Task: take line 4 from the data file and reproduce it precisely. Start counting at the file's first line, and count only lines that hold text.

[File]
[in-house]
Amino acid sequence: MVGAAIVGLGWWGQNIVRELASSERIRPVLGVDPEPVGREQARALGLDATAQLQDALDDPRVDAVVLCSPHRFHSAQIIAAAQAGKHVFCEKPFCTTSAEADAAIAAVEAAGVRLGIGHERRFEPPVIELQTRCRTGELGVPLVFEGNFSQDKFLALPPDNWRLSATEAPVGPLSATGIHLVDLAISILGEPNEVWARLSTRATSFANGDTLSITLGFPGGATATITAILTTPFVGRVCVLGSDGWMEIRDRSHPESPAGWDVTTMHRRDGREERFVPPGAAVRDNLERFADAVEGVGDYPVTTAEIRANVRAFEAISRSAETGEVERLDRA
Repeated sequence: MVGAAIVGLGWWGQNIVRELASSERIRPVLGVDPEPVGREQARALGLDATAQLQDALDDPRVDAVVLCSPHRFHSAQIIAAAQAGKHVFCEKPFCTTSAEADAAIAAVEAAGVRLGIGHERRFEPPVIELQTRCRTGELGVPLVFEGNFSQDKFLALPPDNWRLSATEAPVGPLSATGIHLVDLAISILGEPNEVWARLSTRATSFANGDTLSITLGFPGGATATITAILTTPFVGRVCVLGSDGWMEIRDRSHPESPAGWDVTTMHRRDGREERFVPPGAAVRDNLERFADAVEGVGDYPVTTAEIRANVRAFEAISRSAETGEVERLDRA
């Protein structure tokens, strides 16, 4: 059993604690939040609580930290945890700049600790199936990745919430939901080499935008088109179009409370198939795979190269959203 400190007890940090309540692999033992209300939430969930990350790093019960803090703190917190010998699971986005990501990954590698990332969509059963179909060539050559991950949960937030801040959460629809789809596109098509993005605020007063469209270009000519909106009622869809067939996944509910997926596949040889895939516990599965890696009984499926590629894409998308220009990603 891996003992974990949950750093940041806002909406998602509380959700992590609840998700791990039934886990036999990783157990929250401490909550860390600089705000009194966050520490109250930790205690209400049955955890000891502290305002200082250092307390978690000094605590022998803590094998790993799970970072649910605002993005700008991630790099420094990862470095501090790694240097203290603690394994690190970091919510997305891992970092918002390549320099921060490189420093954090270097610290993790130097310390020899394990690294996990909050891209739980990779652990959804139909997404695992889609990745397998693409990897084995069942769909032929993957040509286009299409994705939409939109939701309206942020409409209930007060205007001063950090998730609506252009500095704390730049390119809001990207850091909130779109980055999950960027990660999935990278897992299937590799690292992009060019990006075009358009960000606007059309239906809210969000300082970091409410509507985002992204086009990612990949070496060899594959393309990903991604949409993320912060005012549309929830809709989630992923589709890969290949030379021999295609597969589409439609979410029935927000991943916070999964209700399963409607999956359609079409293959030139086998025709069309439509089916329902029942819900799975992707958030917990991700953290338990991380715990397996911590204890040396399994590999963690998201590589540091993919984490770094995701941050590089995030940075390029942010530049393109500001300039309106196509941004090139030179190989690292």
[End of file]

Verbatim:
């Protein structure tokens, strides 16, 4: 059993604690939040609580930290945890700049600790199936990745919430939901080499935008088109179009409370198939795979190269959203 400190007890940090309540692999033992209300939430969930990350790093019960803090703190917190010998699971986005990501990954590698990332969509059963179909060539050559991950949960937030801040959460629809789809596109098509993005605020007063469209270009000519909106009622869809067939996944509910997926596949040889895939516990599965890696009984499926590629894409998308220009990603 891996003992974990949950750093940041806002909406998602509380959700992590609840998700791990039934886990036999990783157990929250401490909550860390600089705000009194966050520490109250930790205690209400049955955890000891502290305002200082250092307390978690000094605590022998803590094998790993799970970072649910605002993005700008991630790099420094990862470095501090790694240097203290603690394994690190970091919510997305891992970092918002390549320099921060490189420093954090270097610290993790130097310390020899394990690294996990909050891209739980990779652990959804139909997404695992889609990745397998693409990897084995069942769909032929993957040509286009299409994705939409939109939701309206942020409409209930007060205007001063950090998730609506252009500095704390730049390119809001990207850091909130779109980055999950960027990660999935990278897992299937590799690292992009060019990006075009358009960000606007059309239906809210969000300082970091409410509507985002992204086009990612990949070496060899594959393309990903991604949409993320912060005012549309929830809709989630992923589709890969290949030379021999295609597969589409439609979410029935927000991943916070999964209700399963409607999956359609079409293959030139086998025709069309439509089916329902029942819900799975992707958030917990991700953290338990991380715990397996911590204890040396399994590999963690998201590589540091993919984490770094995701941050590089995030940075390029942010530049393109500001300039309106196509941004090139030179190989690292």